You arrive in Yerevan, Armenia early morning. The taxi is taking you to the hotel, you enter the lobby and the music that meets you sounds familiar. Yes, Charles Aznavour sings La Boheme, wonderful, and a reminder of the singer and film actor’s Armenian origin. I am told that Aznavour was there the day before my arrival to open the festival, of which he is an honorary president, and I dare say that the Armenians are proud of him. Outside the Moscow Cinema (yes, Armenia was part of the Soviet Union) you find the Charles Aznavour Square, in the impressive Ararat brandy factory, there is a Charles Aznavour Alley of barrels etc. etc., and at this tenth edition of the festival the opening film was ”Tirez sur le Pianiste” (1960) by Truffaut, featuring Aznavour in the leading role.
The festival offers a huge programme. Feature films are in focus, competitions, retrospectives, Armenian panorama – but also a documentary competition section with films like the Georgian ”The Machine Which Makes Everything Disappear” by Tinatin Gurchiani, ”Leviathan” by Véréna Paravel and Lucien Castaing-Taylor, Lithuanian Linas Mikuta’s ”Dzukija’s Bull” and Bulgarian ”The Last Black Sea Pirates” by Svetoslav Stoyanov.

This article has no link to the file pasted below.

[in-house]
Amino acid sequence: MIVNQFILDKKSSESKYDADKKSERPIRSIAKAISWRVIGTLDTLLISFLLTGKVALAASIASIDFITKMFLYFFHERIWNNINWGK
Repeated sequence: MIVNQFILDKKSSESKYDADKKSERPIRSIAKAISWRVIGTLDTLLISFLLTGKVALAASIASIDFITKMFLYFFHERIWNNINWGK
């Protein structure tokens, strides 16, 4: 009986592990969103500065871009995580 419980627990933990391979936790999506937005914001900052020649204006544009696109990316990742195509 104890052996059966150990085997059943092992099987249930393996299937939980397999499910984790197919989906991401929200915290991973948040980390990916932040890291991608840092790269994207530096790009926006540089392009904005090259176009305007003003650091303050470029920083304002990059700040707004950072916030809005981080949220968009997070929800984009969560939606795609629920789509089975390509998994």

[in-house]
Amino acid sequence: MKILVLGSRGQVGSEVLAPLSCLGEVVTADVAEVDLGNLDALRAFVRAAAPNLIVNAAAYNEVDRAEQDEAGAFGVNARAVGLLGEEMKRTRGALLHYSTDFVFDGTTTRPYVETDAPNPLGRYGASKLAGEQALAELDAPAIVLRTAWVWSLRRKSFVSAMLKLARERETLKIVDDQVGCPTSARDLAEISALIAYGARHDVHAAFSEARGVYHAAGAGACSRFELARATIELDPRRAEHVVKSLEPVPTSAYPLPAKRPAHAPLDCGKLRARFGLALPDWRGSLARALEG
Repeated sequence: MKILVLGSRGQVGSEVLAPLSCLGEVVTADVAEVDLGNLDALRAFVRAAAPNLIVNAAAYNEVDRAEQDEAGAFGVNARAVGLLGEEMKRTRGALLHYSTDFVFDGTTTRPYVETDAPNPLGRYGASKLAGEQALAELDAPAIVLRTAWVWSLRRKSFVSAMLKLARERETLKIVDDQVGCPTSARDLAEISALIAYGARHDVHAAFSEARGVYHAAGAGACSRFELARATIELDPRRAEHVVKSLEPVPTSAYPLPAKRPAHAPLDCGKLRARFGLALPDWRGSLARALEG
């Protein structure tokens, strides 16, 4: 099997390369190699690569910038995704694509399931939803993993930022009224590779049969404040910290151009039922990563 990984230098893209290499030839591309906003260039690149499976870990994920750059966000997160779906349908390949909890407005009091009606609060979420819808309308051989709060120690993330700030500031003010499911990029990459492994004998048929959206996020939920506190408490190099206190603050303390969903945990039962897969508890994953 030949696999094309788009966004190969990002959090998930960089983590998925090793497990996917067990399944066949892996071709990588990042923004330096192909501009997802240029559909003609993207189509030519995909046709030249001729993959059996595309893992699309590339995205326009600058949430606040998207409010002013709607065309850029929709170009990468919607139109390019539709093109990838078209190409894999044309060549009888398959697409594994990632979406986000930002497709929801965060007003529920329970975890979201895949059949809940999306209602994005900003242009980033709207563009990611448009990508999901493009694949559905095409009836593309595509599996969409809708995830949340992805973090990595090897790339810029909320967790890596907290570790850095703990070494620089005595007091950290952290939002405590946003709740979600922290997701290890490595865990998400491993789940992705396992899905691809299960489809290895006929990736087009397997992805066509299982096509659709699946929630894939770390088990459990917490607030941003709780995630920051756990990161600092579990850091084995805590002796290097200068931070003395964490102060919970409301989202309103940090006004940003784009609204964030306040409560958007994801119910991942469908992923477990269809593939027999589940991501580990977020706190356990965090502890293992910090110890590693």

I was there for two workshops, the ATCP (Armenian Turkish Cultural Programme) that included 10 short fiction and documentary projects to be discussed and pitched – two of them received awards for further development and production. The winners were the Armenian documentary project ”Our Atlantis” by Arthur Sukiasyan, who got 10.000$ to develop his film about a (now abandoned) camp for Armenians in Istanbul, and the short fiction ”The Woman in the Window” by Turkish director Doğan Baran Kurtoğlu and the producer Cenk Ozer. The latter, 8 mins. long, including animation scenes, is ready for shooting.
For Caucadoc, a great training and promotion initiative organised by Czech People in Need (that also arranges the One World Festival in Prague), Sakdoc from Georgia and Internews, I had the pleasure to have individual consultations with 6 Armenian documentarians, a fine mix of talent and experience plus to do a lecture entitled ”Documentary, the art form of the 21st Century?”
The festival takes good care of its guests offering a huge hospitality (excursion) programme and an endless list of dinners and receptions. Personally I profited from the generosity of the filmmakers at Bars Media Studio, who I have known for several years through their presence in European documentary workshops. The studio has produced – let me mention just two titles – ”The Last Tightrope Dancer in Armenia” (Inna Sahakyan and Arman Yeritsyan) and ”A Story of People in War and Peace” (Vardan Hovhannisyan). They gave me food and culture.